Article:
We are very excited about the opportunities artificial intelligence (AI) and machine learning offer. Especially when looking at how we explore characters and their behaviour. Non-player agents (NPAs) are characters in the game not controlled by players. AI can enable them to develop greater intelligence in the way they interact with the main players and their environments. Players then discover the game narrative in a way that is more natural for them. Imagine gaining the faith of a character to pass on a secret or hanging out with them to form an emotional bond. Players become more invested, the stakes are higher, and the excitement is elevated. What if a character could predict a player’s behaviour through the actions and choices they make? How would their attitude towards the player change? Each interaction becomes unique.

maze theory 1

In-game still from Maze Theory’s first project: The Vanishing Act

Eye tracking software gives lots of potential opportunities to introduce new and subtle mechanics. A player may look around a room and focus on a painting. A character may then share a story or an important piece of information relating to it. It’s a way more natural and intuitive way for a player to experience the game.

For Maze Theory, role playing is an exciting and empowering force in VR games. Players get to be the protagonist. Their role is not predefined, and the story is able to evolve more naturally. This, again, creates a more authentic player experience. They get the chance to build their own story, layer by layer. They are embedded in the narrative in ways not possible with traditional 3D games.

We are exploring all areas of storytelling which means looking outside of our industry for influences and ideas. Physical immersive theatre companies such as Punch Drunk are a great source of inspiration and we draw some clear parallels with the type of experiences we like to create in VR.

The Challenges We Have Faced

Creatively, we need to figure out how to direct performances within an immersive environment. Equally we need to consider the format of the stories and how they are presented. Then how we evolve the characters in the new medium as well as how to respond to the different assumptions made by audiences.

But we are particularly excited to be bringing together creators from TV, theatre and gaming worlds to work together and explore these areas.

Tips for Great VR Experiences

1.Prototype, prototype, prototype

I can’t emphasise enough the value of throwing together ideas to test in VR. It’s really important to experiment. Often the simplest mechanics provide the deepest immersion for players. Without quick and dirty prototypes, I would never have discovered how fun and engaging it is to throw a styrofoam cup out of a van window or light and smoke a virtual cigar. The simplest ideas are developed from prototypes and can give the game real distinction.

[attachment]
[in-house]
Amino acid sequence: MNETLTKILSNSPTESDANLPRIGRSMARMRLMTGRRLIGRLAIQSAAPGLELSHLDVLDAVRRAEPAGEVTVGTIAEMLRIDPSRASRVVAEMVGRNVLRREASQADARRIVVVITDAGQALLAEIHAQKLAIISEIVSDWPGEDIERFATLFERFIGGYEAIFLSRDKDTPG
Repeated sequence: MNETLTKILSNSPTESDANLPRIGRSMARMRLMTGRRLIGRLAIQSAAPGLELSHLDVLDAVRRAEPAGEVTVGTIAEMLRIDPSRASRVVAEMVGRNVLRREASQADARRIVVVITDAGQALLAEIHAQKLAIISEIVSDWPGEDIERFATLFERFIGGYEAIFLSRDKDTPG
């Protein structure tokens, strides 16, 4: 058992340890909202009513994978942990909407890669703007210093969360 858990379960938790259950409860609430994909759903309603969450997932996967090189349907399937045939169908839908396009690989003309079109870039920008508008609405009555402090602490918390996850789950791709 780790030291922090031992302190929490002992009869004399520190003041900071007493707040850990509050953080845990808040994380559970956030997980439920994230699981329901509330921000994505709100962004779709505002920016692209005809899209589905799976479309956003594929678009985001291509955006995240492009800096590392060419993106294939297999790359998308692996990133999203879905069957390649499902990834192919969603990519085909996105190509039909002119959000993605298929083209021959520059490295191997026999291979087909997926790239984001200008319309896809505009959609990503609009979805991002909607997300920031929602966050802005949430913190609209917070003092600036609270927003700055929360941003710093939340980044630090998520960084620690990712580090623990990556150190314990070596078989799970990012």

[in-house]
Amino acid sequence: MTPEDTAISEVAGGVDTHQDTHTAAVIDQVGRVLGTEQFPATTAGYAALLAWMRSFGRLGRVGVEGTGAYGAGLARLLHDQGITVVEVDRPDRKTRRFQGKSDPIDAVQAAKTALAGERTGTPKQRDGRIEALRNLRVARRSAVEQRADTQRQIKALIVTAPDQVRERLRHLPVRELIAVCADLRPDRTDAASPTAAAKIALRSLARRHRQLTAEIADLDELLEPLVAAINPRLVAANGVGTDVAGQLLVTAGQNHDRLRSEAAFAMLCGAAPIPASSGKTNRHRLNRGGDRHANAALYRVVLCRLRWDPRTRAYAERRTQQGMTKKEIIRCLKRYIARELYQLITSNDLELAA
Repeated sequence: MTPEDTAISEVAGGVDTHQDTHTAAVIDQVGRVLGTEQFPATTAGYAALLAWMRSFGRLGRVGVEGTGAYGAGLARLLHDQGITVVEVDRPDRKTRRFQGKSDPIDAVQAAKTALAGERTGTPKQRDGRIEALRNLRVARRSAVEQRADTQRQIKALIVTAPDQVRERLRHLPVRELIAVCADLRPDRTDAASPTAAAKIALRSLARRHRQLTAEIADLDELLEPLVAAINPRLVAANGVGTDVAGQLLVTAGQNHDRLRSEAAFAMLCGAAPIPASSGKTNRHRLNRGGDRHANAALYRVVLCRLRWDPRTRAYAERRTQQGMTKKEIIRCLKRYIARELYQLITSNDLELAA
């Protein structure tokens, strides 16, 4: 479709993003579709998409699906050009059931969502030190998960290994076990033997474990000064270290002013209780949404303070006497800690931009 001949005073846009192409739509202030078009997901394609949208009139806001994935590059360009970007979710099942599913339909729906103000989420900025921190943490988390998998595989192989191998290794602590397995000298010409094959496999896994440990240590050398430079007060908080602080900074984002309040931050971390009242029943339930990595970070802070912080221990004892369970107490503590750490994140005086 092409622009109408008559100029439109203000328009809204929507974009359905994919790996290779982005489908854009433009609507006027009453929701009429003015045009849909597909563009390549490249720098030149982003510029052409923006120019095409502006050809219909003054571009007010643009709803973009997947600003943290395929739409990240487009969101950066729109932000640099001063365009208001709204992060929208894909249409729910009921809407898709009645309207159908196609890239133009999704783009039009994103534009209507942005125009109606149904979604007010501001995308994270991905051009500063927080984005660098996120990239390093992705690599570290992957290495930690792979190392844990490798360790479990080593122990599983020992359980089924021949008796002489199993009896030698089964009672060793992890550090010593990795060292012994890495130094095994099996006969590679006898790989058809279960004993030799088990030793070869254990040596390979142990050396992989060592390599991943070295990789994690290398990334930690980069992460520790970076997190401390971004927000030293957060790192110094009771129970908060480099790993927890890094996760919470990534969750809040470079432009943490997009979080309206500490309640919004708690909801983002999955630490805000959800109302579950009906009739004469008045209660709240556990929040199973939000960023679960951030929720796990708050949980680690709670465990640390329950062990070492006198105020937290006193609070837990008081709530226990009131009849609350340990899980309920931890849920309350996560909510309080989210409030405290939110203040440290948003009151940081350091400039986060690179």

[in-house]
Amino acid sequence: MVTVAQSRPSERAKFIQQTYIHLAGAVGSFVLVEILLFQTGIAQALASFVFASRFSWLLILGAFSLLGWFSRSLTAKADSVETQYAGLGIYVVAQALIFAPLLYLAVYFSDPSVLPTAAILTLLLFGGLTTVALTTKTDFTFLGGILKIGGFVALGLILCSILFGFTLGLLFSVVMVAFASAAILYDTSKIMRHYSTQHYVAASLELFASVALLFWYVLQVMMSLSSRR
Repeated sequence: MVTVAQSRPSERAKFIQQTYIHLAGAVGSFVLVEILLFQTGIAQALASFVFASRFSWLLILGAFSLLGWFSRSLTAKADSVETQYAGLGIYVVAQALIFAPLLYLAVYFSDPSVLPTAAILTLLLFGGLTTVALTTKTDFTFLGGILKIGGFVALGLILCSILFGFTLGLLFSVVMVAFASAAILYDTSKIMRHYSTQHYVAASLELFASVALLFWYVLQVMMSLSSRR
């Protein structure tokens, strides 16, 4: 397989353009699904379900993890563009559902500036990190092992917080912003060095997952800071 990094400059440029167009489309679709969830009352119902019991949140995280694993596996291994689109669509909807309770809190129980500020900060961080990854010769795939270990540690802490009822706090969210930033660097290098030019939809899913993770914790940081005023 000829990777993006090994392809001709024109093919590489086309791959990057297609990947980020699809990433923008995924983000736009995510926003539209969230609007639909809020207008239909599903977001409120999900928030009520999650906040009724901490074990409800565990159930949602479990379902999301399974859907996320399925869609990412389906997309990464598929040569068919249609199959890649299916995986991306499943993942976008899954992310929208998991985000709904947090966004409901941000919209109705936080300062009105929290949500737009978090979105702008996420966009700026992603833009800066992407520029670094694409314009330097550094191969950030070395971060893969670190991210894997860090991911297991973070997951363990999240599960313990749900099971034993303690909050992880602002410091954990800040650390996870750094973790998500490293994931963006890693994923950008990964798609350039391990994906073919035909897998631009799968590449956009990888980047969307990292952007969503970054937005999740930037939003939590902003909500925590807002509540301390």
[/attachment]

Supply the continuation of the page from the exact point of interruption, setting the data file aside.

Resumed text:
2. Block out your environments quickly

Establishing the basic scale, shape and form for your environments in a rough and ready format will allow you to begin to experience what these spaces feel like in VR.

3. Be adaptable with your game design

Be aware that often re-creating an idea in VR can alter it significantly, so don’t spend too long developing design specs until you know what they feel like in VR.

4. Storyboard everything

It’s a quick way to share ideas across multiple disciplines, it easy to make changes and explore options.

5. Develop narrative with skilled writers

Introduce them to the world of VR and allow performers input when it comes to stories and characters. Make sure you have table reading sessions and rehearsals as would be the case with a theatre or TV production.

6. Take on the role of the player and run through the narrative!

7. Get pre-visualisation of the action or character dialogue in the game as quickly as possible.

Using place-holder dialogue gives a sense of what it feels like in VR. It’s usual to need less dialogue than you originally think.

8. Be clear on the key beats of the narrative

Think about ways they are delivered in the environment, through dialogue or mechanics.  

9. Look outside and find people with influence and experience outside your usual echo chamber

VR has the potential to bring in skills from across all industries. Use them!

10. Relentlessly question yourself!

This is perhaps the most important of my tips, ask yourself: does it need to be in VR? Why are you creating it in VR? and what does VR bring to your experience?

 

About the author:

Russell has created some of the most ground-breaking experiences in AR/VR. While at Sony London studios he creatively led the BAFTA nominated EyePet™ & award winning Wonderbook™ franchises. The foremost giving Russ the unique opportunity to work in close creative collaboration with J.K. Rowling. Most notably Creative Director on PlayStation®VR Worlds (the London Heist), supporting the launch of PSVR. More recently, Russell joined Maze Theory as Executive Producer/Creative Director. Maze Theory is a new independent VR studio looking to create evolutionary storytelling experiences and presently in production of their first title.